A sweeter outlook for California's lemon crop
Henry Vega, who farms 65 acres of lemons in Ventura County, shows off some of this year's wonderful crop.
While last year's sub-zero temperatures caused California lemon growers to lose thousands of dollars worth of fruit, there appears to be an upside: Reports from the state's top three lemon-producing districts indicate that the small supply has led to a good price for many who grow this sunny-yellow, yet sensitive fruit.
"The lemon crop is forecasted to be very short so that is a real bright spot in agriculture," said Woodlake lemon grower Chris Lange, who is on the Tulare County Farm Bureau board of directors. "Demand for lemons far exceeds the supply, so lemon prices are strong and forecasted to continue to be strong the whole year."
In the Central Coast growing district, Ventura County lemon grower Henry Vega, who farms 65 acres of lemons, said the per-carton price for lemons is speculated to be in the $18 to $20 range. He is hopeful that the price for lemons will remain at this high level.
"What happens in the lemon sector is we overproduce lemons so when you get rid of the excess you are really in a better sales position, which is what the freeze created," Vega, past president of the Ventura County Farm Bureau, said. "It is a privilege to put food on the table. I'm not looking to get rich, just looking to make a living."
The Central Coast growing season for lemons is typically year-round, lasting from early November through late October. Vega said growers who harvested lemons will have made it through the 2007 season well, with great expectations for this year's season, weather permitting.
"My family's ranch was affected by last year's freeze so we saw a lighter summer crop and that was because many of the blossoms got knocked off, but the larger fruit was able to sustain itself," Vega said. "We were fortunate to make enough volume at a high price to be able to call 2007 a good year."
Looking forward, Vega welcomes the winter rain as long as it is followed by some clear weather to allow workers to get equipment into the orchards to harvest the fruit.
"We hope there is enough of a break so that we can start picking and not allow the fruit to get oversized, which has happened before. We would like it to be dry enough for the machinery to get in and out of the orchard," Vega said.
In his growing district in the Central Valley, Lange is currently harvesting lemons as well as mandarins and navel oranges and will continue to pick through March. He says the lemons, although small, are of good quality.
"We have really good fruit quality this year. It is good and juicy, which is what people want in a lemon that has kind of a sweet-tart flavor," Lange said. "Harvest is going slowly, but it is probably good for the market because then it is just pacing out the supply side."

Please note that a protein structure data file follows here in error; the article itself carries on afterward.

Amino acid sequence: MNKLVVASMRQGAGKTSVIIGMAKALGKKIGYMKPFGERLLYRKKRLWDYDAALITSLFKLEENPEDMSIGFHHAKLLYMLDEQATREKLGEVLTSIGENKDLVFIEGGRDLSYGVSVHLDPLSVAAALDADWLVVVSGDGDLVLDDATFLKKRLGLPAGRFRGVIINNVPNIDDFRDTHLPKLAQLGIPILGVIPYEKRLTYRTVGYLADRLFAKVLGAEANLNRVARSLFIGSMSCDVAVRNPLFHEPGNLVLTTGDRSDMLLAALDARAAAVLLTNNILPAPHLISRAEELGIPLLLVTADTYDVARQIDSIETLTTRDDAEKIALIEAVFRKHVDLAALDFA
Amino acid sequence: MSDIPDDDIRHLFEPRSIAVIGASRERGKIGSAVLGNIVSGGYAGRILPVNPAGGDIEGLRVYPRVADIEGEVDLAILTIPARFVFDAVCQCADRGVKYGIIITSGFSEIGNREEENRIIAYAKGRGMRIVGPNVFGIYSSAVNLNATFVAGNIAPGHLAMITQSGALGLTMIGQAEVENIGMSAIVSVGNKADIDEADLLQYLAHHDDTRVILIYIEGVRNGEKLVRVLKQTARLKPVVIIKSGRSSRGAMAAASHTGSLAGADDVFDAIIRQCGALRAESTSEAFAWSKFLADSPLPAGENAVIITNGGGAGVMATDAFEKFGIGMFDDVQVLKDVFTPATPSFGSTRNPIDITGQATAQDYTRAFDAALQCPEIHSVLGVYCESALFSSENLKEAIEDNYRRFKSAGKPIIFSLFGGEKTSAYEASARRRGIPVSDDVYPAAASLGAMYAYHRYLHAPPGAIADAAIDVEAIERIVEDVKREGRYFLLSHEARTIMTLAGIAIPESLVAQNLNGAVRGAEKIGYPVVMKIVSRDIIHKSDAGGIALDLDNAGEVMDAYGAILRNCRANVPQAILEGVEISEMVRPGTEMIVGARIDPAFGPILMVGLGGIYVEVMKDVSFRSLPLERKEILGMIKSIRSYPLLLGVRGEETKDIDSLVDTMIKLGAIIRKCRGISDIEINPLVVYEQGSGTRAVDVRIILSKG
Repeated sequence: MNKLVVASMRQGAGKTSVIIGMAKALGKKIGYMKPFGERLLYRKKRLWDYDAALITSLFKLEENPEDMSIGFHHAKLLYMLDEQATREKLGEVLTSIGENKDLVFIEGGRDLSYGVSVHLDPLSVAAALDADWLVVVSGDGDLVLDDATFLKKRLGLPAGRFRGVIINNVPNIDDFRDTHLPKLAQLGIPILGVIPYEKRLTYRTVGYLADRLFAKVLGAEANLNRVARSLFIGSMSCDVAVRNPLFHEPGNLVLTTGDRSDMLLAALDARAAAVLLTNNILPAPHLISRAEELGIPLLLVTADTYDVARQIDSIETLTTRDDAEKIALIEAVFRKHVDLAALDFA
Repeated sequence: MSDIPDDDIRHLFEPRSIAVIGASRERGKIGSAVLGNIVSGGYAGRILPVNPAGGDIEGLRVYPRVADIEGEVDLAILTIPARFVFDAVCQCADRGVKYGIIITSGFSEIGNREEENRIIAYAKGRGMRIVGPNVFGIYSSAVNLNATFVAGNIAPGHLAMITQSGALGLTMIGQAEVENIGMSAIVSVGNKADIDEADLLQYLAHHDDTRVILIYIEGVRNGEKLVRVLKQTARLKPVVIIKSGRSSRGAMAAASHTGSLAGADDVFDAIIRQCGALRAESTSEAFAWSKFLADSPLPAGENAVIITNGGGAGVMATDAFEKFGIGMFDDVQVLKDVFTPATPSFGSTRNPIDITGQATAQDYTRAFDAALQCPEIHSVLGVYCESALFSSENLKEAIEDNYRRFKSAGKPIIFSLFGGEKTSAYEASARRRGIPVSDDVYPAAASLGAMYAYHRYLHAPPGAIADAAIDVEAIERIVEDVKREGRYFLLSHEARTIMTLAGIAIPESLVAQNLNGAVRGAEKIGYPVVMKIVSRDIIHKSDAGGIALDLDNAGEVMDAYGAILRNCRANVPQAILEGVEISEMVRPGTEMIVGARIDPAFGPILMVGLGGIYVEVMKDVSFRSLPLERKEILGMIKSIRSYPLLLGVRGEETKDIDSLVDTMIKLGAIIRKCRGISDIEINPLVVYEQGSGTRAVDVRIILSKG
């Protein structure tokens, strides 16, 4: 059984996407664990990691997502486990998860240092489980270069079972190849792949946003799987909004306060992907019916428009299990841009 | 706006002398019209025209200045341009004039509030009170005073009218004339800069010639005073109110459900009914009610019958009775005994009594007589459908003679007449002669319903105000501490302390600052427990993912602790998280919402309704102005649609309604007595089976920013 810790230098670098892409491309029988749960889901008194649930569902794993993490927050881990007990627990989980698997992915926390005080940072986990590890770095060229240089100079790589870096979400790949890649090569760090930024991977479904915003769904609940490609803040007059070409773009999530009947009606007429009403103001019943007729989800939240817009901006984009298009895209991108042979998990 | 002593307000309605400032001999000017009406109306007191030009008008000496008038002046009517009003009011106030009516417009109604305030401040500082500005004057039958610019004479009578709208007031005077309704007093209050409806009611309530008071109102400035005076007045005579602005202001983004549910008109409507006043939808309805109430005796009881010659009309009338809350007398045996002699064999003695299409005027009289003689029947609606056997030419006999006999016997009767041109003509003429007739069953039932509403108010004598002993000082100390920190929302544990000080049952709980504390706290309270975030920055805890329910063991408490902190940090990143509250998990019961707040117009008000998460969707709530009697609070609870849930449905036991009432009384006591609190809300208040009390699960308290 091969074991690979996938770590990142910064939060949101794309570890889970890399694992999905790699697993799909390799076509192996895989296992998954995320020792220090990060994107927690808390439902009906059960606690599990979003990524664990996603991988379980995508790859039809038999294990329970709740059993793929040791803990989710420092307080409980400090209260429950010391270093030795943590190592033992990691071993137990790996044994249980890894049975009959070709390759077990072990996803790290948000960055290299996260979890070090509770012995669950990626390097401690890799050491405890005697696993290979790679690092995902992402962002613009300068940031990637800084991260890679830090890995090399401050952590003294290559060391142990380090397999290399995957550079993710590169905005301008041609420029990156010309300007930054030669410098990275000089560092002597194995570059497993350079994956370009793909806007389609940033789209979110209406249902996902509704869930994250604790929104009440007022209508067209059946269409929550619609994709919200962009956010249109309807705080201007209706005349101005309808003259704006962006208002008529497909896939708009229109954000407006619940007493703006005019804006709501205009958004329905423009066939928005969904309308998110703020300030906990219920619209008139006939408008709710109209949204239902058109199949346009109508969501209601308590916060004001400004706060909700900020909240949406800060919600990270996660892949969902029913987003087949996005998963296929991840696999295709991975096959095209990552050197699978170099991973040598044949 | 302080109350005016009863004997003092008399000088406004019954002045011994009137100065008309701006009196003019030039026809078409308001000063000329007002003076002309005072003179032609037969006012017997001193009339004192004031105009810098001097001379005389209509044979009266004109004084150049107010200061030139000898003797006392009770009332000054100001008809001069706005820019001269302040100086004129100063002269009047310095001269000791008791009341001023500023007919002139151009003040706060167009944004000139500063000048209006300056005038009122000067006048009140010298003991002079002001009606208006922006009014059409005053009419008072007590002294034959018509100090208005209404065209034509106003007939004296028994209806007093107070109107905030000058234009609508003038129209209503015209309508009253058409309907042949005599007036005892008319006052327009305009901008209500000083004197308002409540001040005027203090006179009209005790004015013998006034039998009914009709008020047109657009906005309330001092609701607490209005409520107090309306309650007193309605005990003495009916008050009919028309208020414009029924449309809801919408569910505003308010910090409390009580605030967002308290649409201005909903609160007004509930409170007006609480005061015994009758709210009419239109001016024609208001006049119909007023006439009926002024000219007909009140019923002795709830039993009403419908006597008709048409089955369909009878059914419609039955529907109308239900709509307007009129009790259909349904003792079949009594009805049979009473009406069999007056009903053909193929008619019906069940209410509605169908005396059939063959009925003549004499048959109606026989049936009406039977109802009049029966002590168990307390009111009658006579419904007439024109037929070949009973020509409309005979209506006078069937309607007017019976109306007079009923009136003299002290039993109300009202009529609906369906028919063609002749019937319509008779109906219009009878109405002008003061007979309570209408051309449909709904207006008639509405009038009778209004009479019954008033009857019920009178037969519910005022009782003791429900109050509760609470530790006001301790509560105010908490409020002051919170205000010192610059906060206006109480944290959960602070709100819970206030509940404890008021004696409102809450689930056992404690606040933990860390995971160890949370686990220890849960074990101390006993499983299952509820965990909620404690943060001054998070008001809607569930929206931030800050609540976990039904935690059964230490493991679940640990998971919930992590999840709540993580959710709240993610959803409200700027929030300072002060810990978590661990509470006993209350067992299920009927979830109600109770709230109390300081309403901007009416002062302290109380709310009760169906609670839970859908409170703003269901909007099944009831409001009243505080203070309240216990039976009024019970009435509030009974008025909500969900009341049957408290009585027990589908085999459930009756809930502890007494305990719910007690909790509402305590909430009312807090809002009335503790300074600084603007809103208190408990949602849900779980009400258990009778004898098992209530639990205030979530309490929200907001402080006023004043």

To protect the fruit, Lange and other Central Valley growers are operating wind machines during the nights when temperatures drop below 27 degrees Fahrenheit. Lange operates and maintains 85 wind machines.
"Lemon trees are some of the most sensitive to frost so even though we've seen the citrus belt expand, it has not been able to expand to accommodate lemons because they have to go back into those warm—what they call banana belt—areas because they are so frost sensitive," Lange said.
Freezing weather that lemon growers in other parts of the country experienced in early 2007 have also helped keep supplies low, creating a better price for California growers.
"There have been regions that have been tremendously hurt. During the January freeze of 2007, Yuma had the coldest temperatures ever recorded so they had major damage to their lemons," Lange said.
In the California desert lemon growing district, Linden Anderson, ranch manager for HMS Agricultural Corp., takes care of upwards of 800 acres of lemons in the Coachella and Imperial valleys. He reports that damage to lemons due to the January 2007 freeze was hit or miss for growers in his area.
"We had significant damage that really affected the bloom on the lemons, more so than the other citrus. Some places had almost no crop and other places had a decent crop so it really varied from location to location. In general, we were probably around 30 percent of a normal crop this year," Anderson said. "Prices have been very strong, so if you had a fair to good crop, you did really well. But if you were one of the ones that came up with a blank, then you had trouble."
Desert growers began harvest in September, about a month later than usual, and wrapped up in early January. Assuming growers survive this winter with minor weather problems, Anderson expects next season's lemon crop will be a plentiful one.
"If the weather cooperates, we anticipate a very good set on next year's crop because frankly, a lot of the trees are very vigorous and very healthy," Anderson said.
California is able to supply lemons to the market virtually year-round because of the different growing districts.
The USDA's California Agricultural Statistics Service recently reported that for the 2007-2008 season, California lemon growers produced an estimated 646,000 tons (34 million cartons) of fruit, 6 percent above last season's final production and up 3 percent from the October 2007 forecast. Volumes nonetheless are expected to remain below average due to last year's freeze.
(Christine Souza is a reporter for Ag Alert. She may be contacted at email@example.com.)
Permission for use is granted, however, credit must be made to the California Farm Bureau Federation when reprinting this item.